Susan G. Komen Race for the Cure’s honorary chair marks 25th year

by Mary Helen Darah

This September Chrys Peterson will celebrate her 25th year serving as the honorary chair of the Susan G. Komen Northwest Ohio Race for the Cure. Due to COVID-19, the organization cannot hold its annual race in downtown Toledo that has historically been hugely successful in raising funds and awareness. This year the Race will be held through a virtual format. Participants will register for the Race and walk and run at their leisure. They will receive a t-shirt and special perks from Race sponsors. The annual 17,000 plus person crowd, jammed with survivors, teams, supportive members of the medical community, live music and volunteers will be greatly missed by Peterson, yet she continues to race forward with determination and her well-known contagious energy and spirit in a unique way.

Instead of inspiring a gathered crowd, Peterson began walking a 5K on Sept. 1 and has committed to walking a distance of at least 5K every day until the end of the month. She is asking for donations in honor of her 25th year in hopes of raising $2,500. Many times Peterson is alone on her journey and on other days she is joined by her husband, friends, breast cancer survivors, supporters and individuals who have lost loved ones to the disease.
She is in disbelief that a quarter of a century has passed since she first emceed the event. “Twenty-five years ago the committee for the Race for the Cure here in northwest Ohio reached out to me after the first race was held,” stated Peterson. “The first race was in June of 1994. I came to be with WTOL in September of that same year. I was new at the station. The Race was new and the committee thought it would be a great community partnership. I said yes immediately because I had participated in the northeastern Pennsylvania Race before I came here. Oddly enough my colleague Rebecca Fondessy emceed the first Race here in Toledo. I went to the first one to support her and the organization. It was held at the Franklin Park Mall and at that time, it was just for women. They added men the second year in 1995 at the urging of a man who lost his wife to the disease who wanted to run in her honor.”
Over the past 25 years, Peterson can recall only one year in which weather played a factor. “We never had an event be totally rained out. We have been very fortunate,” she said. “We believe we have many angels helping us out in that department. However, one year, very early on, it just poured down rain in the morning. We were standing in the rain and my mascara was running down my face. They had to postpone the start because of lightning. An hour later it was clear and beautiful. You would think when the downpour started that people would leave or run for their cars. One woman said to me that her mom went through three rounds of chemo and if she could bravely go through treatment, she could walk in any condition in her honor. It was one of the most inspiring races for me.”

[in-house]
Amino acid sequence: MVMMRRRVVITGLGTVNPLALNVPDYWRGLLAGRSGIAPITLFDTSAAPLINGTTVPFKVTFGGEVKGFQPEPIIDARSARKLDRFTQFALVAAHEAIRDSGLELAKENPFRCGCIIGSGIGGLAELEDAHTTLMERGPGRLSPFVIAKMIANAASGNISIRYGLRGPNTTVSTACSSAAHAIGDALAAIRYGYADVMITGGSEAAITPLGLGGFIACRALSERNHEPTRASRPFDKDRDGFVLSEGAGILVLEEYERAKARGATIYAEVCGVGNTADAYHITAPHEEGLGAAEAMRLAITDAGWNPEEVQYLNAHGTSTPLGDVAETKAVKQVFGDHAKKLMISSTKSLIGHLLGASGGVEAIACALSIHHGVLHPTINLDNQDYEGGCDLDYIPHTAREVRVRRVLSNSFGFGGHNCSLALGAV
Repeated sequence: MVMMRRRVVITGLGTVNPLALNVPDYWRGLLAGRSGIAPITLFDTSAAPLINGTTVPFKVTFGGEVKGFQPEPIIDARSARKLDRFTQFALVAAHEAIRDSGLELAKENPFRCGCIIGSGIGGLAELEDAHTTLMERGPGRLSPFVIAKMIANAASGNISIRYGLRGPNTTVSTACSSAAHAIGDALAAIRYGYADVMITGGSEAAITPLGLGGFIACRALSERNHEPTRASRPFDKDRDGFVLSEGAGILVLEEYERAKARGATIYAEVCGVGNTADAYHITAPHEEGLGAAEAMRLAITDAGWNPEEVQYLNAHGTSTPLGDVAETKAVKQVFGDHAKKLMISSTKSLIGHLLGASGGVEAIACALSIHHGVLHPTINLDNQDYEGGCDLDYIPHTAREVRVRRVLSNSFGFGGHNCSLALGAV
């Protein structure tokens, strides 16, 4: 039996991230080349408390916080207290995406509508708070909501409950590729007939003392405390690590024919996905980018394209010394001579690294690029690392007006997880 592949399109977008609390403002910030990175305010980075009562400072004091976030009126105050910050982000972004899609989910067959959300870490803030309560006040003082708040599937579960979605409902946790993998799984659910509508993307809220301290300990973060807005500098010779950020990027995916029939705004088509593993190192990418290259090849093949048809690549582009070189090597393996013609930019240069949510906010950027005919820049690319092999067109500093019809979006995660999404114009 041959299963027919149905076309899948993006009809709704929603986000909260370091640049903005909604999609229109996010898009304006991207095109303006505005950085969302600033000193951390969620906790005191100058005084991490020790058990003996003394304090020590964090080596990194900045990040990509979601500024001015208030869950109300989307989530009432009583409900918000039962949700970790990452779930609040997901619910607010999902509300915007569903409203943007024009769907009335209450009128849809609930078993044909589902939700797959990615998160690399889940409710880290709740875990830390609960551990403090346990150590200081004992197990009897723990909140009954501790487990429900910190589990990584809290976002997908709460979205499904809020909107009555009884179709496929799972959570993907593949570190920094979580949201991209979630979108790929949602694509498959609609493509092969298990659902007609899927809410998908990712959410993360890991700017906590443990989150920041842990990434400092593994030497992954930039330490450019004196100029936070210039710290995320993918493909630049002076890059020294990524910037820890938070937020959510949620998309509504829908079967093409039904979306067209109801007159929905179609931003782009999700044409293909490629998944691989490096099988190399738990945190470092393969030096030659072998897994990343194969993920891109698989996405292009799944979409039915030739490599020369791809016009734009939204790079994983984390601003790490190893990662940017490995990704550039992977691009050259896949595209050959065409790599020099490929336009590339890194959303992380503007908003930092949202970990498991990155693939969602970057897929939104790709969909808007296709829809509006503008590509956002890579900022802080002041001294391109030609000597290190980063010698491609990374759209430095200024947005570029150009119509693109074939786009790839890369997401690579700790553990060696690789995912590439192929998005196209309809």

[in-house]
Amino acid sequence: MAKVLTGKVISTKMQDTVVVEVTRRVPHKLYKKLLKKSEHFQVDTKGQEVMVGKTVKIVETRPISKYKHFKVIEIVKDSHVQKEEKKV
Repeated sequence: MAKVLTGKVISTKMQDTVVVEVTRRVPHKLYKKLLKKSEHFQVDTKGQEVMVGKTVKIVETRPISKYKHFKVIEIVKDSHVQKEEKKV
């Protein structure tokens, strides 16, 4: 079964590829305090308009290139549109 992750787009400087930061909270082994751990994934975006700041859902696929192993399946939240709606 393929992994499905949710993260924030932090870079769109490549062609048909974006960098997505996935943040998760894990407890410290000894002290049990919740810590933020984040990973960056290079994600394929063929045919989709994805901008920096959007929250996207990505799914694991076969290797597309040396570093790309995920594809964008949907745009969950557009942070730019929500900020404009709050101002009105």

There are countless memories and special moments that she recalls through the years. “There are so many times that I have been inspired,” she stated. “I remember in the very first race that I was involved in, two ladies who were best friends in high school, found each other on Race day and they were both wearing survivor shirts. They have walked together in every race since.”
Although Peterson is sad that this year’s event must be held in a virtual format, she finds walking and visiting with survivors and supporters has been an intimate experience where she can share stories of how the disease has touched people’s lives. She hopes to be at the helm in person next year and for years to come. “I feel like the Race for the Cure has become such a huge meaningful part of my life,” she said. “I can’t imagine not being in the middle of it. Next to marrying my husband and having our daughter, my work with the Race for the Cure has been the most meaningful thing I have done in my life. I know we are saving lives in northwest Ohio and southeast Michigan. I anticipate a day when we don’t have to have a Race for the Cure and we can turn our attention to another cause. Someday, and I hope someday soon, we will find a cure!”
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